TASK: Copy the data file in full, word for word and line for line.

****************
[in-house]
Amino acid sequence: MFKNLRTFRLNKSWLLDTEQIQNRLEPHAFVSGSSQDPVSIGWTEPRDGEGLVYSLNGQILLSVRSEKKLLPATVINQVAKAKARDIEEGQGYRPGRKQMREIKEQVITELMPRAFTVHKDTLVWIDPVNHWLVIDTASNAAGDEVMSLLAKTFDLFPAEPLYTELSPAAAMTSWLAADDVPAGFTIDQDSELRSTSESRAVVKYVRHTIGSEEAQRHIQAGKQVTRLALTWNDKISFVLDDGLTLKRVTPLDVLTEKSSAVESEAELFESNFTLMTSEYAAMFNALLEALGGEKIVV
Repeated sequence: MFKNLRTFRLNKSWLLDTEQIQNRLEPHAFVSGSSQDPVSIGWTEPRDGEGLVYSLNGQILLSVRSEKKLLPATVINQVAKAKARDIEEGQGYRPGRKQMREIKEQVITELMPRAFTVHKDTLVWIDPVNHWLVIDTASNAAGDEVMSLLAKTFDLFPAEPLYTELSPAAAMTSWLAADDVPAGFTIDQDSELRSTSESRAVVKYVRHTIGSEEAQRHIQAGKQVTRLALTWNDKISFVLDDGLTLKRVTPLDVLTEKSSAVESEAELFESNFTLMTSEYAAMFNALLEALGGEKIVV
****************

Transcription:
[in-house]
Amino acid sequence: MFKNLRTFRLNKSWLLDTEQIQNRLEPHAFVSGSSQDPVSIGWTEPRDGEGLVYSLNGQILLSVRSEKKLLPATVINQVAKAKARDIEEGQGYRPGRKQMREIKEQVITELMPRAFTVHKDTLVWIDPVNHWLVIDTASNAAGDEVMSLLAKTFDLFPAEPLYTELSPAAAMTSWLAADDVPAGFTIDQDSELRSTSESRAVVKYVRHTIGSEEAQRHIQAGKQVTRLALTWNDKISFVLDDGLTLKRVTPLDVLTEKSSAVESEAELFESNFTLMTSEYAAMFNALLEALGGEKIVV
Repeated sequence: MFKNLRTFRLNKSWLLDTEQIQNRLEPHAFVSGSSQDPVSIGWTEPRDGEGLVYSLNGQILLSVRSEKKLLPATVINQVAKAKARDIEEGQGYRPGRKQMREIKEQVITELMPRAFTVHKDTLVWIDPVNHWLVIDTASNAAGDEVMSLLAKTFDLFPAEPLYTELSPAAAMTSWLAADDVPAGFTIDQDSELRSTSESRAVVKYVRHTIGSEEAQRHIQAGKQVTRLALTWNDKISFVLDDGLTLKRVTPLDVLTEKSSAVESEAELFESNFTLMTSEYAAMFNALLEALGGEKIVV